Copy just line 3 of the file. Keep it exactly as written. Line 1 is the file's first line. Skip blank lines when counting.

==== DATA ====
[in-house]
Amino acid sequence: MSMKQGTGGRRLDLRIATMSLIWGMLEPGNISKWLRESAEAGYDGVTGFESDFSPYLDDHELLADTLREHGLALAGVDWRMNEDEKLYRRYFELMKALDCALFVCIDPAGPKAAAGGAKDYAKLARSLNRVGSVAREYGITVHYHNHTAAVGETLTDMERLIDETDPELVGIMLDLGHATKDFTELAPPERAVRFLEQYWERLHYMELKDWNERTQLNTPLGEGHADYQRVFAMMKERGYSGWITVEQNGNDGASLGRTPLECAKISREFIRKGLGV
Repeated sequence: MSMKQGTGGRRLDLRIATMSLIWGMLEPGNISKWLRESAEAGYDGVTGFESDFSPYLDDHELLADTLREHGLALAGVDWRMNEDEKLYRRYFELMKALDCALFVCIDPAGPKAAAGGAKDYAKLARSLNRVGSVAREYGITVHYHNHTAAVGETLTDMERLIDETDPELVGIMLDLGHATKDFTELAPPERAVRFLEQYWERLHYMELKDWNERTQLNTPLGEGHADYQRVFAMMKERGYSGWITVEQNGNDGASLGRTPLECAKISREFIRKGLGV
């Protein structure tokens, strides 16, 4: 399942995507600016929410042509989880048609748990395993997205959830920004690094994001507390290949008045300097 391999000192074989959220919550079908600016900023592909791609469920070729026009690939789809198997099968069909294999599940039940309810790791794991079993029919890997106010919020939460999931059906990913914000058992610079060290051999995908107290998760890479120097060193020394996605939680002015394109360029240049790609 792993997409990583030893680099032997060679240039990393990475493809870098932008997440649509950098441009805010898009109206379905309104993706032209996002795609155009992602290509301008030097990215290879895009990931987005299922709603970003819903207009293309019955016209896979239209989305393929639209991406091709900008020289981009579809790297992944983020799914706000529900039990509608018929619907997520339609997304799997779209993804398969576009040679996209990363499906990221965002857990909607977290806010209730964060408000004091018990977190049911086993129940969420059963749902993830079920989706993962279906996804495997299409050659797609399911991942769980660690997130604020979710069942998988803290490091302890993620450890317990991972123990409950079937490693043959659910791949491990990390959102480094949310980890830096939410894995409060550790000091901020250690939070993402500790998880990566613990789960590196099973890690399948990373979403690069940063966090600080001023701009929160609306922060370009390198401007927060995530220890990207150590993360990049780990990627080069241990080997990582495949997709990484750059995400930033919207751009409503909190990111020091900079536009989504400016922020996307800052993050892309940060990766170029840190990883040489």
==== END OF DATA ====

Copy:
Repeated sequence: MSMKQGTGGRRLDLRIATMSLIWGMLEPGNISKWLRESAEAGYDGVTGFESDFSPYLDDHELLADTLREHGLALAGVDWRMNEDEKLYRRYFELMKALDCALFVCIDPAGPKAAAGGAKDYAKLARSLNRVGSVAREYGITVHYHNHTAAVGETLTDMERLIDETDPELVGIMLDLGHATKDFTELAPPERAVRFLEQYWERLHYMELKDWNERTQLNTPLGEGHADYQRVFAMMKERGYSGWITVEQNGNDGASLGRTPLECAKISREFIRKGLGV